Berlin's U-Bahn is an intriguing underground journey of spectacular design

Twenty-five years has passed since the fall of the Berlin Wall, the symbol of the Cold War. Now the wall has almost completely gone, just like so many other historical monuments from Berlin's dark past, it's often difficult to get a sense of what once was. But perhaps one of the best places where you can still sense the history of Berlin, is within the city's underground subway known as the U-Bahn.

Danish Photographer Patrick Kauffmann has captured the U-Bahn's architectural diversity and spectacular design, which offers an intriguing journey of colour, form, pattern and typography. No two of the 173 stations are alike, because the network has continued to develop and expand over the past 100 years, with the most recent station opening in 2009.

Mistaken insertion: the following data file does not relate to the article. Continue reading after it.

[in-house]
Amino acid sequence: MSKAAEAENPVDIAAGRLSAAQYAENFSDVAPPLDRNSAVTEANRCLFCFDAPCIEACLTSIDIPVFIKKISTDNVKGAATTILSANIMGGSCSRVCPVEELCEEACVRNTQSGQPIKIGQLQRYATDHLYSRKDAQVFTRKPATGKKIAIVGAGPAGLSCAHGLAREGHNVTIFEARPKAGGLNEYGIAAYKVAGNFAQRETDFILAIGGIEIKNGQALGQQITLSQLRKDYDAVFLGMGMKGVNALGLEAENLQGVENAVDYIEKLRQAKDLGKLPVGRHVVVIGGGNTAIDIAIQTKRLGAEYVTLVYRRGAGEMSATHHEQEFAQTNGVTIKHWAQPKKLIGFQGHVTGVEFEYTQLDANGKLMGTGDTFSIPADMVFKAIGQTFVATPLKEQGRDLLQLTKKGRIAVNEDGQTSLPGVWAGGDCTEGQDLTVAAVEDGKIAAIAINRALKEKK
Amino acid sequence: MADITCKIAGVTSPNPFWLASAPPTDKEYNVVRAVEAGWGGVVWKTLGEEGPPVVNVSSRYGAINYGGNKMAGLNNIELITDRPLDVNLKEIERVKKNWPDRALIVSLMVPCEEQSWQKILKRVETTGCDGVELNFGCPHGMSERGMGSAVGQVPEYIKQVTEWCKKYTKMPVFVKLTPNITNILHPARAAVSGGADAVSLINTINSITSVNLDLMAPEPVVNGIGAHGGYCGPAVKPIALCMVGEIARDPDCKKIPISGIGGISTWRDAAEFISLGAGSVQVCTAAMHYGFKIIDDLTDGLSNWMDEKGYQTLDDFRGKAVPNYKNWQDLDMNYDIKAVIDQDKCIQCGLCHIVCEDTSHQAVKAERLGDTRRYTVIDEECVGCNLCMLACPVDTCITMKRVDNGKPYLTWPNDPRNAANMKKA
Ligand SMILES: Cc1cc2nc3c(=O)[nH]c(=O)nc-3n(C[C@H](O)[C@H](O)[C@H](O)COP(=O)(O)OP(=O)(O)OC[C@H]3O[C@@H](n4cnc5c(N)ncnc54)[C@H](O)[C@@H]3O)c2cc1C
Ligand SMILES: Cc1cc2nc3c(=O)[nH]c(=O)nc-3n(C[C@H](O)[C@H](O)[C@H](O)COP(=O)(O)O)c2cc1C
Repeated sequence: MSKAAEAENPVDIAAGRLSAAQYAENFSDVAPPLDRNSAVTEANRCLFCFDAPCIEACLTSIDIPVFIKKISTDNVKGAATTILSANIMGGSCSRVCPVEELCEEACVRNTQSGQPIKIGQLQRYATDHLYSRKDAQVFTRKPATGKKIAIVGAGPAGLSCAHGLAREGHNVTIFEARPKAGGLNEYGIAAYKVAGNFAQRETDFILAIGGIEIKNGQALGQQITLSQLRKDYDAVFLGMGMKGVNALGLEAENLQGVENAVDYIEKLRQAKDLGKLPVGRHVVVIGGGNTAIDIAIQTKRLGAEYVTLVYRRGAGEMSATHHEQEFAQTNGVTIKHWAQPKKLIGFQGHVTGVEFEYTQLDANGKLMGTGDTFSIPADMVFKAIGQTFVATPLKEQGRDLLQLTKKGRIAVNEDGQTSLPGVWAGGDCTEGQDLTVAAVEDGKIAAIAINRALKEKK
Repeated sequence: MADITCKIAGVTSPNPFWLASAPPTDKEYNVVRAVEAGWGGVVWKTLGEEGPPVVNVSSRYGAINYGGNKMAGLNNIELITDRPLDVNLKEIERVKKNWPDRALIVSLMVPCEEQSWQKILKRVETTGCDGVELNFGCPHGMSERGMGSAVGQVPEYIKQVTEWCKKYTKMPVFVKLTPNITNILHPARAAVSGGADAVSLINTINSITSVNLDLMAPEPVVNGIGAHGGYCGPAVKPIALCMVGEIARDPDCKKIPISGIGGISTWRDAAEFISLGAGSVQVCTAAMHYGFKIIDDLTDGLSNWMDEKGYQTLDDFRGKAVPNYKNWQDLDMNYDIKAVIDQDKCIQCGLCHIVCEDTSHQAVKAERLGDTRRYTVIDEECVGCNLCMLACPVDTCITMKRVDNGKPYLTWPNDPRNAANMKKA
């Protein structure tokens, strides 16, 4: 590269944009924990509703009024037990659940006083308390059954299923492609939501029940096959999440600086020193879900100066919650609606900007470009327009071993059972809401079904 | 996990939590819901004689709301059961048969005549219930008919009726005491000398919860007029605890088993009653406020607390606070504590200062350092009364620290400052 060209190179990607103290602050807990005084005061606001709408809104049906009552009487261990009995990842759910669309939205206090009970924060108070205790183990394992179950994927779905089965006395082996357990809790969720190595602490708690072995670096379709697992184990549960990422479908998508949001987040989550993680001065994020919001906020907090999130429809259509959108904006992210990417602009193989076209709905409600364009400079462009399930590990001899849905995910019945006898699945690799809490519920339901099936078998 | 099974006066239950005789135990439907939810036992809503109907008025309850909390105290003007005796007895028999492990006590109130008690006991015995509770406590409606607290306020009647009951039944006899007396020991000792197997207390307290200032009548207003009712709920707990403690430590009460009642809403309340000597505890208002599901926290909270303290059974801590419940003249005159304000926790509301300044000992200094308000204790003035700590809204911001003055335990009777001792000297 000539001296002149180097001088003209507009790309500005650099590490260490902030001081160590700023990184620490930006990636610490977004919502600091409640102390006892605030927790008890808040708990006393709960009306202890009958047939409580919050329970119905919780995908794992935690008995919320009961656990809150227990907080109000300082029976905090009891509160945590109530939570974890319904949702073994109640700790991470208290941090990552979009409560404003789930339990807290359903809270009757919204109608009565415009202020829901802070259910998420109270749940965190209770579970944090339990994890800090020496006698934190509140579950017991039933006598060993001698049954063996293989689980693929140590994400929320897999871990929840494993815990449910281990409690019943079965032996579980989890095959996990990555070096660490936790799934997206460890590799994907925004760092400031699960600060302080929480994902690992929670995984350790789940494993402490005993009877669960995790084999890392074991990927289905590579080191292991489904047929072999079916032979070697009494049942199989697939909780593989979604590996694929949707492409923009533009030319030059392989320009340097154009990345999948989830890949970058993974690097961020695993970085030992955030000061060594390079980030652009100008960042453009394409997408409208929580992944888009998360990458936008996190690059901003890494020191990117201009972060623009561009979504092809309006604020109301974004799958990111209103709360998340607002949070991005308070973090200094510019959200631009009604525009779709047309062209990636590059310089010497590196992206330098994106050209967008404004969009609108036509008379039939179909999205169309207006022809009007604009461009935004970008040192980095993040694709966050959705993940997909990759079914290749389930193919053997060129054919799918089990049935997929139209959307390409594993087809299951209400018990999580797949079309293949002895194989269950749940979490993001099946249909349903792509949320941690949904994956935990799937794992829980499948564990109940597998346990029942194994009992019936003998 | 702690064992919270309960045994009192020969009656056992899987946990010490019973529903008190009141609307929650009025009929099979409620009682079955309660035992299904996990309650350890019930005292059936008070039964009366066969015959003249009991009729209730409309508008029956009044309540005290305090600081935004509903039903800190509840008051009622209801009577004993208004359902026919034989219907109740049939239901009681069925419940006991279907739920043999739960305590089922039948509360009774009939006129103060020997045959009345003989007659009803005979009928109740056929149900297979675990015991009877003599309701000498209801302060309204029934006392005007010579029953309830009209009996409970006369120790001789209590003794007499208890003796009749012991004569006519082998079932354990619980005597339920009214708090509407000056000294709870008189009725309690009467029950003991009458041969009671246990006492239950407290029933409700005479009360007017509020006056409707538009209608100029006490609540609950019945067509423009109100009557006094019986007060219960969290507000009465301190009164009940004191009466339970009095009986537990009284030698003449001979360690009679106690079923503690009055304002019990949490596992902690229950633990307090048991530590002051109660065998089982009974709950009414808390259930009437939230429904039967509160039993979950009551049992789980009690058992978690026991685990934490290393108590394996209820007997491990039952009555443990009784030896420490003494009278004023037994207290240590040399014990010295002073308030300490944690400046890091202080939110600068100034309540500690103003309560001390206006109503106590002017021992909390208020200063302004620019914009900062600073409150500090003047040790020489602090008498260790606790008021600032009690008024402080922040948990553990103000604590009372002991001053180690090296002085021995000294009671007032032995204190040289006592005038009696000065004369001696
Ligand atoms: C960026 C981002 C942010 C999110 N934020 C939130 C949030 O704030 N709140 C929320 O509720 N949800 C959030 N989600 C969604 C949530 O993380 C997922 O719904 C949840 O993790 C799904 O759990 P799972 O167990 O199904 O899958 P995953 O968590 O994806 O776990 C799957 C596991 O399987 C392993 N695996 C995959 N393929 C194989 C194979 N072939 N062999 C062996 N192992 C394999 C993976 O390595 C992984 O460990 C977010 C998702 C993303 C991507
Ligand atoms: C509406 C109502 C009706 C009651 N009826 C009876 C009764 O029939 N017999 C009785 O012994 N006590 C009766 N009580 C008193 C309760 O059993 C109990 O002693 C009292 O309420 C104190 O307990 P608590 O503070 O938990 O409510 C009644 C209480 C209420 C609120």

Kauffmann explained: "In the U-Bahn you can experience a sway of different time eras and styles ranging from Art Nouveau and Art Deco over German Jugenstile and Bauhaus to the Futurism of the 1970s. Also very different ideologies are represented here, most notably from the Cold War era, where Berlin was divided into Eastern and Western parts.

"Even when the wall was constructed, West Germany was allowed to use some of the underground network, against a generous payment to East Germany. Hereby emerged the 'Geisterbahnhöfe' or ghost stations, where East German border guards would patrol the dimly-lit platforms, while the U-Bahn train from West drove past, not allowing anyone to get off or on the carriages.

"An era which is not present in the U-Bahn is the Nazi era, where the U-Bahn tunnels were primarily used as bomb shelters. However, a few remains are to be found here and there, for instance at U-Bahn station Mohrenstraße, where the red marble is recycled from Hitler's Reich Chancellor Building."